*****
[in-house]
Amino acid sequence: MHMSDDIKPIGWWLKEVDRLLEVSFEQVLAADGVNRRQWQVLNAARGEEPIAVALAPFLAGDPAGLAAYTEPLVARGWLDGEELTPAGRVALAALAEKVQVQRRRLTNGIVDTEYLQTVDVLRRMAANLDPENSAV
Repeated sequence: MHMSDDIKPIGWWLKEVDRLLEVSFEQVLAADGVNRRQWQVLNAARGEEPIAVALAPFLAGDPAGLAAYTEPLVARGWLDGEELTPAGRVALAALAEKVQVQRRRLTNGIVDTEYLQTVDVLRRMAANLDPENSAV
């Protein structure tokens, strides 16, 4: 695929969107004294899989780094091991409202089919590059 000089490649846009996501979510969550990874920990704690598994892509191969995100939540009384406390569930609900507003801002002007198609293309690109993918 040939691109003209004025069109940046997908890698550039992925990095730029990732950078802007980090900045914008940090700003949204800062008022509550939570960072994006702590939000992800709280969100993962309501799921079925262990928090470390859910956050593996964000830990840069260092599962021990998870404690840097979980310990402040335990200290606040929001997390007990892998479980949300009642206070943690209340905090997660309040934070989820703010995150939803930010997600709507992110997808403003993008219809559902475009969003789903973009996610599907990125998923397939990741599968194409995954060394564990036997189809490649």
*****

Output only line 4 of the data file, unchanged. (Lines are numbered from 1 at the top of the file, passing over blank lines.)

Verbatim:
């Protein structure tokens, strides 16, 4: 695929969107004294899989780094091991409202089919590059 000089490649846009996501979510969550990874920990704690598994892509191969995100939540009384406390569930609900507003801002002007198609293309690109993918 040939691109003209004025069109940046997908890698550039992925990095730029990732950078802007980090900045914008940090700003949204800062008022509550939570960072994006702590939000992800709280969100993962309501799921079925262990928090470390859910956050593996964000830990840069260092599962021990998870404690840097979980310990402040335990200290606040929001997390007990892998479980949300009642206070943690209340905090997660309040934070989820703010995150939803930010997600709507992110997808403003993008219809559902475009969003789903973009996610599907990125998923397939990741599968194409995954060394564990036997189809490649």